ACLU Criticizes House Passage of “Public Expression of Religion Act,” Says Bill Weakens Individual Religious Freedom
WASHINGTON - The American Civil Liberties Union today condemned the House of Representatives for adopting H.R. 2679, the "Public Expression of Religion Act of 2005" (PERA). The bill would bar the recovery of attorneys’ fees to citizens who win lawsuits asserting their fundamental constitutional and civil rights in cases brought under the First Amendment.
"The House has once again shown little regard for the Bill of Rights in voting to limit Americans’ ability to keep the government from intruding on religious expression," said Caroline Fredrickson, Director of the ACLU Washington Legislative Office. "The bill’s supporters claim they are protecting religious freedom, when in fact this bill will undermine it. We are deeply dismayed that the House adopted this proposal and urge the Senate to reject this bill and protect the Constitution."
The ability to recover attorneys’ fees in civil rights and constitutional cases, including Establishment Clause cases, is necessary to help protect the religious freedom of all Americans and to keep religion government-free. The Establishment Clause of the First Amendment protects the religious liberty of all Americans.
People who successfully prove the government has violated their constitutional rights would, under the bill, be required to pay their own legal fees -- often totaling tens, if not hundreds of thousands of dollars. Few citizens can afford to do so. But more importantly, citizens should not be required to do so where the court finds that the government has violated their rights and the Constitution.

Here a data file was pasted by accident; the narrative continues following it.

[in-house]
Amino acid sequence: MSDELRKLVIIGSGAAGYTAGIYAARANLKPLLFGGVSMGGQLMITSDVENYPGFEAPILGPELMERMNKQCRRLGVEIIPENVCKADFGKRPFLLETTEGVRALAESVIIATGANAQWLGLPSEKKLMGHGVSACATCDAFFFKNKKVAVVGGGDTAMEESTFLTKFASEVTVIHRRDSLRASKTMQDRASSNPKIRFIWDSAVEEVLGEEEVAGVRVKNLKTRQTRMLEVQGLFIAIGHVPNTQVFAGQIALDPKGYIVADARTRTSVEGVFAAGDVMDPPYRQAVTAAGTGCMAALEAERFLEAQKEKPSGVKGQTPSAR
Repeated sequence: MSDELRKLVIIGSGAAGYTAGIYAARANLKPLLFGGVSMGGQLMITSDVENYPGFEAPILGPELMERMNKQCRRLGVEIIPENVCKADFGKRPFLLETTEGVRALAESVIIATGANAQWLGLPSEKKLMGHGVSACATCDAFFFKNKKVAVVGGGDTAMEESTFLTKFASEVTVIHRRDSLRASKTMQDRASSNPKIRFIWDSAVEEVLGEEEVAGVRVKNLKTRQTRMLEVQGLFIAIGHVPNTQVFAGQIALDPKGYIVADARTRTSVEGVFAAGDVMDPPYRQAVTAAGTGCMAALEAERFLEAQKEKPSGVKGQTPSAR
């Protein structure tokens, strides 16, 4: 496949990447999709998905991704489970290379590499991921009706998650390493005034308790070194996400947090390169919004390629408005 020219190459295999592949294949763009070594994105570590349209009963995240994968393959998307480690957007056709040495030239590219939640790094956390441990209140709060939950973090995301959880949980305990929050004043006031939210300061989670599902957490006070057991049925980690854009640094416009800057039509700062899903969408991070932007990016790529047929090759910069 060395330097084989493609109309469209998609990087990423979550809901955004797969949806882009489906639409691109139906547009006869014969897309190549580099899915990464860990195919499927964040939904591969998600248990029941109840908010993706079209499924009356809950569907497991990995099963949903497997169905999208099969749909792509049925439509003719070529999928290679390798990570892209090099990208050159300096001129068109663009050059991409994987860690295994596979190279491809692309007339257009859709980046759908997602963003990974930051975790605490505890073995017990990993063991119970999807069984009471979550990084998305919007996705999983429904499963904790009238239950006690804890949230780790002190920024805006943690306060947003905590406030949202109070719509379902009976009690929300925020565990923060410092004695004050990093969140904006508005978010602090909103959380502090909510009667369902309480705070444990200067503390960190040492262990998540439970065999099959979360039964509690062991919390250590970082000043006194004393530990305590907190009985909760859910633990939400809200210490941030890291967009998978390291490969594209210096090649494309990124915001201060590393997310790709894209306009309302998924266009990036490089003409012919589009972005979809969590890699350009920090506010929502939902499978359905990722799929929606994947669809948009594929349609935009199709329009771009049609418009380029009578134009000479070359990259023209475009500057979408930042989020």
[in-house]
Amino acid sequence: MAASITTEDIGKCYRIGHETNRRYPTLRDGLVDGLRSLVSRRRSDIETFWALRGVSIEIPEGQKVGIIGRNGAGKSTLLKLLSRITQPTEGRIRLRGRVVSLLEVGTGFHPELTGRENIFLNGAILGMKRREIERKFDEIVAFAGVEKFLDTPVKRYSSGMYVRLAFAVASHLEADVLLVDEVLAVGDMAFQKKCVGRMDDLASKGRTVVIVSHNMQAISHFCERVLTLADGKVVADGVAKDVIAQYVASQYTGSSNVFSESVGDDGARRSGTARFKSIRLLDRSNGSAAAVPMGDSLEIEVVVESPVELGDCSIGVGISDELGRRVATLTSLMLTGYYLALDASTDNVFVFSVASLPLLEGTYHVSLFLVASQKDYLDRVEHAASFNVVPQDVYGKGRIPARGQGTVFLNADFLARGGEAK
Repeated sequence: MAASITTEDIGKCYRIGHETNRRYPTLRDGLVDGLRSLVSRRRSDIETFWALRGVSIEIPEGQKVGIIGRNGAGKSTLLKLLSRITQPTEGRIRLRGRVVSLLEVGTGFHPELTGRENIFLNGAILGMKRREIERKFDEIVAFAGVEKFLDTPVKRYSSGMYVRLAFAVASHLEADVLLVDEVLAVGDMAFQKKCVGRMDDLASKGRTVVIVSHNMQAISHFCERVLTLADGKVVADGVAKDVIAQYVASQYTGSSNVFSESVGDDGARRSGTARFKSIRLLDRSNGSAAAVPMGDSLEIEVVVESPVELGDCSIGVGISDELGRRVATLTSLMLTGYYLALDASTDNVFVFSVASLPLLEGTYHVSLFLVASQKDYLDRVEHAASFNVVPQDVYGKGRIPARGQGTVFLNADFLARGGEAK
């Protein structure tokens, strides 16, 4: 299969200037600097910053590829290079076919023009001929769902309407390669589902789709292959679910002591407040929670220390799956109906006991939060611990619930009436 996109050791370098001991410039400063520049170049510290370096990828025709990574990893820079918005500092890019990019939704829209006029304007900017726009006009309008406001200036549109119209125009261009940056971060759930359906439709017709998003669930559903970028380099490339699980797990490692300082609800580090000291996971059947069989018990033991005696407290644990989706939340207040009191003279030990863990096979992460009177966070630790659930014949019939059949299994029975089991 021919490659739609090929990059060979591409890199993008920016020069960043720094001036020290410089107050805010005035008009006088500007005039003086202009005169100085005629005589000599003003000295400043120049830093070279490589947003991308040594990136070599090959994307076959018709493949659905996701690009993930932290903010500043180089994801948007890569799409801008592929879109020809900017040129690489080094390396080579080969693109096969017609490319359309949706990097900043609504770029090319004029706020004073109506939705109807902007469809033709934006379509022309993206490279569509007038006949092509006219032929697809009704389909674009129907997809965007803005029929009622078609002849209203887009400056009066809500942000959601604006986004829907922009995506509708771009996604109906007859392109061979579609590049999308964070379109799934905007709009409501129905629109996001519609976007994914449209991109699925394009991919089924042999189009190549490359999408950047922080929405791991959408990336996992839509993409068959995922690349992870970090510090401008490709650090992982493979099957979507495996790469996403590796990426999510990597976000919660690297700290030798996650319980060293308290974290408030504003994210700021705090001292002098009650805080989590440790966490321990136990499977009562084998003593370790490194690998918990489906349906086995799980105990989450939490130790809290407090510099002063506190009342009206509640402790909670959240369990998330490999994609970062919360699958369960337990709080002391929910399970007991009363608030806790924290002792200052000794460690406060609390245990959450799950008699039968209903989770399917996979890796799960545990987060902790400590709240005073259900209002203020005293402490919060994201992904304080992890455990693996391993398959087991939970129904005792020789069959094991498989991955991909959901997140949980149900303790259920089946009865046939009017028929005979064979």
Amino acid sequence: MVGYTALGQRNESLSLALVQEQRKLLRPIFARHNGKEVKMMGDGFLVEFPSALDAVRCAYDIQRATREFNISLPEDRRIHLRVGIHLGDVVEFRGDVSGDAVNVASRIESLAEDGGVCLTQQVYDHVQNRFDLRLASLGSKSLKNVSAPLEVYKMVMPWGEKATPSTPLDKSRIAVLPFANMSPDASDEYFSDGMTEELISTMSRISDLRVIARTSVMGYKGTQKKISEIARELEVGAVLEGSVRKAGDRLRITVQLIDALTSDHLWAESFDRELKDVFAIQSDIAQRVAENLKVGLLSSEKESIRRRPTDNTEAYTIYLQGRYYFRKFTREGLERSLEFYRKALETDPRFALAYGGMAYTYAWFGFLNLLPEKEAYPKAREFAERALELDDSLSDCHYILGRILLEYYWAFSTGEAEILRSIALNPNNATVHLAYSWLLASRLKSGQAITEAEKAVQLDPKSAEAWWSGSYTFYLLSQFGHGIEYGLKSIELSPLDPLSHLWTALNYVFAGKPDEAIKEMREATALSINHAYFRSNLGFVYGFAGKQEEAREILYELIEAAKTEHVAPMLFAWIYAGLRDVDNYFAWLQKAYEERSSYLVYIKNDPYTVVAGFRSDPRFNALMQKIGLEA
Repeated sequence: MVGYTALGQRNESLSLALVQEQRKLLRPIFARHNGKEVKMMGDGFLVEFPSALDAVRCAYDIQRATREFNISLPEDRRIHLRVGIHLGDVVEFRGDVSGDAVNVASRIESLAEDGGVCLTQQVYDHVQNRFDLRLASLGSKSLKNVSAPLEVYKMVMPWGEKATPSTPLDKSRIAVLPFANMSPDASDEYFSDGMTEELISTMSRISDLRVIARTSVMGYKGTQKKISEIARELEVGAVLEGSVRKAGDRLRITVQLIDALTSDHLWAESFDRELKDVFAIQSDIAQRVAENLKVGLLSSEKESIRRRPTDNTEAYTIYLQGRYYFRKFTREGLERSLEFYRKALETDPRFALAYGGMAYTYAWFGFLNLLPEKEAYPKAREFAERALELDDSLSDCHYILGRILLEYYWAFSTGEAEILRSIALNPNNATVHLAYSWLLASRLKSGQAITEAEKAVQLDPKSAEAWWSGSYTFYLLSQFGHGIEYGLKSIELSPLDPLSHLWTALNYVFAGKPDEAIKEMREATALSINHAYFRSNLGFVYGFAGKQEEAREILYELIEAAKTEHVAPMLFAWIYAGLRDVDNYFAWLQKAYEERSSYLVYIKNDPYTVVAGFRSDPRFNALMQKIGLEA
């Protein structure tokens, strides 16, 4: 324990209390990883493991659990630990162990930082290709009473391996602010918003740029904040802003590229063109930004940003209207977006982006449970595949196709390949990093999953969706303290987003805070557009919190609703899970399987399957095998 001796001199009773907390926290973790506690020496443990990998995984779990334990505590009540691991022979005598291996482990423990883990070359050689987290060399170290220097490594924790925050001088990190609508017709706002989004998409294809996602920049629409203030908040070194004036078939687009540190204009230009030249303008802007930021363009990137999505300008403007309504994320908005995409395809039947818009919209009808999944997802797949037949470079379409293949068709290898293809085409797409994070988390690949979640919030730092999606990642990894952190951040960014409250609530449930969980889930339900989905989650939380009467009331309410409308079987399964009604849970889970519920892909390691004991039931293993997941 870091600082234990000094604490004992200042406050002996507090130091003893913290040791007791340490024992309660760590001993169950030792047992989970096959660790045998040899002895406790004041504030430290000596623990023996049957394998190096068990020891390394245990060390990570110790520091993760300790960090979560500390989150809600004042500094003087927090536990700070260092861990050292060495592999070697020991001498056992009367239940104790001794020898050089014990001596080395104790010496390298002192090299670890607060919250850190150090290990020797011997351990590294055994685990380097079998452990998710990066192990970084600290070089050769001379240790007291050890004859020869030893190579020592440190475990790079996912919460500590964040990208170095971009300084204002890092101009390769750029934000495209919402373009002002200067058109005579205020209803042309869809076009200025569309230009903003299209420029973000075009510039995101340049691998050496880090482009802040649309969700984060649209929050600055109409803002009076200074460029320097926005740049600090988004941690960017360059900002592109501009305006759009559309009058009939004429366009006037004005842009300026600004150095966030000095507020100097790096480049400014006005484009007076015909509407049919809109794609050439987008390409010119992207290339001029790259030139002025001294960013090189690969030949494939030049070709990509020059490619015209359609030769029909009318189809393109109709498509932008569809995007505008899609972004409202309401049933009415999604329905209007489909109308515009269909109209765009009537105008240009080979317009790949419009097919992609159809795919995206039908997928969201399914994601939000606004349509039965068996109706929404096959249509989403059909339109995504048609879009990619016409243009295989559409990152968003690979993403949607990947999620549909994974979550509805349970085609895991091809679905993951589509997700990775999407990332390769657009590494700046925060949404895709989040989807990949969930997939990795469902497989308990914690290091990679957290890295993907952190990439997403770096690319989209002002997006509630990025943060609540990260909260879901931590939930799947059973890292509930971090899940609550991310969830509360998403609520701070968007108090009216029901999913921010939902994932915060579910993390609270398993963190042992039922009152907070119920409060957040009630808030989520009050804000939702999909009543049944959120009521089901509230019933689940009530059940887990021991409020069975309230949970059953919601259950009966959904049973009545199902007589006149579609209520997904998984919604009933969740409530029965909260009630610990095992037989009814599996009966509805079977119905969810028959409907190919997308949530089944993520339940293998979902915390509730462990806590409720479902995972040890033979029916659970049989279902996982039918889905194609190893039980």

The elimination of attorneys’ fees would also deter attorneys from taking cases in which the government has acted unconstitutionally. In many cases, individuals would be unable to obtain legal representation to defend themselves when the government violates their religious freedom. The bill would apply even to cases involving illegal religious coercion of public school children or blatant discrimination against particular religions.
The ACLU noted that proponents of the bill have been spreading myths that religious symbols on gravestones at military cemeteries will be threatened without passage of PERA. In fact, religious symbols on grave markers in military cemeteries, including Arlington National Cemetery, are entirely constitutional. Religious symbols on personal gravestones are vastly different from government-sponsored religious symbols or religious symbols on government-owned property.
"The recovery of attorneys’ fees in successful Establishment Clause cases is vital to the enforcement of America’s right to religious freedom," said Terri Ann Schroeder, an ACLU Senior Lobbyist. "Our Constitution’s promise that the government keep its hands off and out of personal religion is in jeopardy. We hope that the Senate will support religious freedom enshrined in the First Amendment and put an end to this ridiculous legislation."
The ACLU’s letter on H.R. 2679, the "Public Expression of Religion Act of 2005," is online at:
To read more about the ACLU’s fight for religious liberty, go to: